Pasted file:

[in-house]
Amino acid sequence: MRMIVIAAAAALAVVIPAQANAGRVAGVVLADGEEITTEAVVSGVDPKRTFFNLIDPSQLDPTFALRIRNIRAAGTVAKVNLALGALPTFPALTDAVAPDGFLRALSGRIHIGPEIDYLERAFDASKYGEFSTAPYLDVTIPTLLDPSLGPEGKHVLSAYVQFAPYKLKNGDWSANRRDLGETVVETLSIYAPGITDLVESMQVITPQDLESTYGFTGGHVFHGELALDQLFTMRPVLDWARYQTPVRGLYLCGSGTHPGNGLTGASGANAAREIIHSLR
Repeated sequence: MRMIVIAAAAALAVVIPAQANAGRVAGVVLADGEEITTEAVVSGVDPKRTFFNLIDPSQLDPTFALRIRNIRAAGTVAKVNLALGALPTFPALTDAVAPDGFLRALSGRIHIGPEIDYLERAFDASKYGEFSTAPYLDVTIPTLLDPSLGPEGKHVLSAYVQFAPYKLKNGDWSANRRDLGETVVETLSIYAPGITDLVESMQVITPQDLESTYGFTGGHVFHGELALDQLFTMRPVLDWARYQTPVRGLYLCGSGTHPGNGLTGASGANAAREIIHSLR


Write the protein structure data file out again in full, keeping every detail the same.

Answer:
[in-house]
Amino acid sequence: MRMIVIAAAAALAVVIPAQANAGRVAGVVLADGEEITTEAVVSGVDPKRTFFNLIDPSQLDPTFALRIRNIRAAGTVAKVNLALGALPTFPALTDAVAPDGFLRALSGRIHIGPEIDYLERAFDASKYGEFSTAPYLDVTIPTLLDPSLGPEGKHVLSAYVQFAPYKLKNGDWSANRRDLGETVVETLSIYAPGITDLVESMQVITPQDLESTYGFTGGHVFHGELALDQLFTMRPVLDWARYQTPVRGLYLCGSGTHPGNGLTGASGANAAREIIHSLR
Repeated sequence: MRMIVIAAAAALAVVIPAQANAGRVAGVVLADGEEITTEAVVSGVDPKRTFFNLIDPSQLDPTFALRIRNIRAAGTVAKVNLALGALPTFPALTDAVAPDGFLRALSGRIHIGPEIDYLERAFDASKYGEFSTAPYLDVTIPTLLDPSLGPEGKHVLSAYVQFAPYKLKNGDWSANRRDLGETVVETLSIYAPGITDLVESMQVITPQDLESTYGFTGGHVFHGELALDQLFTMRPVLDWARYQTPVRGLYLCGSGTHPGNGLTGASGANAAREIIHSLR